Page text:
In 2020 and 2021, Zoom phone calls and teleconferencing replaced in-person sessions. RSVP’s 27 volunteer counselors helped 344 grantees during the 2021 open enrollment period, program coordinator Douglas Keene said.

Many of these calls helped seniors decide which health insurance programs to enroll in or whether to change programs. But Keene’s climax in 2021 involved a different kind of advice that PA MEDI offered: how to appeal when a Medicare prescription drug insurer refuses to pay for a drug.

“I helped the husband of a woman who was prescribed a drug so expensive that few could afford it,” Keene said. “Medicare has a five-step appeal process. We worked on the third step, an appeal heard by an administrative judge.

Keene himself provided the advice “to gain experience myself and later train volunteers to provide call assistance when called”.

“I tried for weeks to get help from lawyers and Medicare support groups, but no one was able to help me until I got a referral to RSVP. I left a message and Doug called right back, ”the husband said.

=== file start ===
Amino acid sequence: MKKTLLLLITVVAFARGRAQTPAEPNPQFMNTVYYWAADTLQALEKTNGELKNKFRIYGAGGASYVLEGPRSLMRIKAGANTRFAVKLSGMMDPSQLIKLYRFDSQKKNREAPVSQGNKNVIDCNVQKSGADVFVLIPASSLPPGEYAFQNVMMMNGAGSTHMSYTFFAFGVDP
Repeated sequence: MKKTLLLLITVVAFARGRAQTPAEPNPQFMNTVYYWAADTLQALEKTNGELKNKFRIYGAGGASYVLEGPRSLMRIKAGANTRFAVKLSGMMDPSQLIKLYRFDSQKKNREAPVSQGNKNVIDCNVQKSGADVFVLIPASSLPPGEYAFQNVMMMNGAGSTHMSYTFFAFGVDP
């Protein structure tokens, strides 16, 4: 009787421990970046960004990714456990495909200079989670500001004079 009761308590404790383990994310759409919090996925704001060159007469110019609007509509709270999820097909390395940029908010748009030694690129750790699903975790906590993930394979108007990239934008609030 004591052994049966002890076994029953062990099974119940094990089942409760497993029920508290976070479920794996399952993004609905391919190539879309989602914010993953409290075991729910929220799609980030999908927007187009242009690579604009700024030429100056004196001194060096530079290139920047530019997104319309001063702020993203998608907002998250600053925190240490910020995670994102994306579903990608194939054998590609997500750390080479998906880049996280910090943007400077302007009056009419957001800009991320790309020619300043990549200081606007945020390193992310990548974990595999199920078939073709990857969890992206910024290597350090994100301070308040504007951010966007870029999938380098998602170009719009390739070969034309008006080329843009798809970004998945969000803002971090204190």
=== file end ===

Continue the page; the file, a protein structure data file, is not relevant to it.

He said without additional help, the annual cost of his wife’s medications, even with a prescription medicare plan, would rise to over $ 20,000.

“Doug is an amazing, thoughtful, knowledgeable and caring guy,” he said. “He and I sat together for two hours and put together five different pieces to substantiate the case. “

Keene also helped submit an appeal to the drug’s manufacturer, which has a patient assistance program. The results of these calls are pending.

For more information on RSVP volunteer opportunities and programs, email [email protected] or call 610-834-1040, ext. 123.

RSVP nonprofit connects volunteers to dozens of community service opportunities. Its programs improve the lives of vulnerable populations with an emphasis on education and well-being.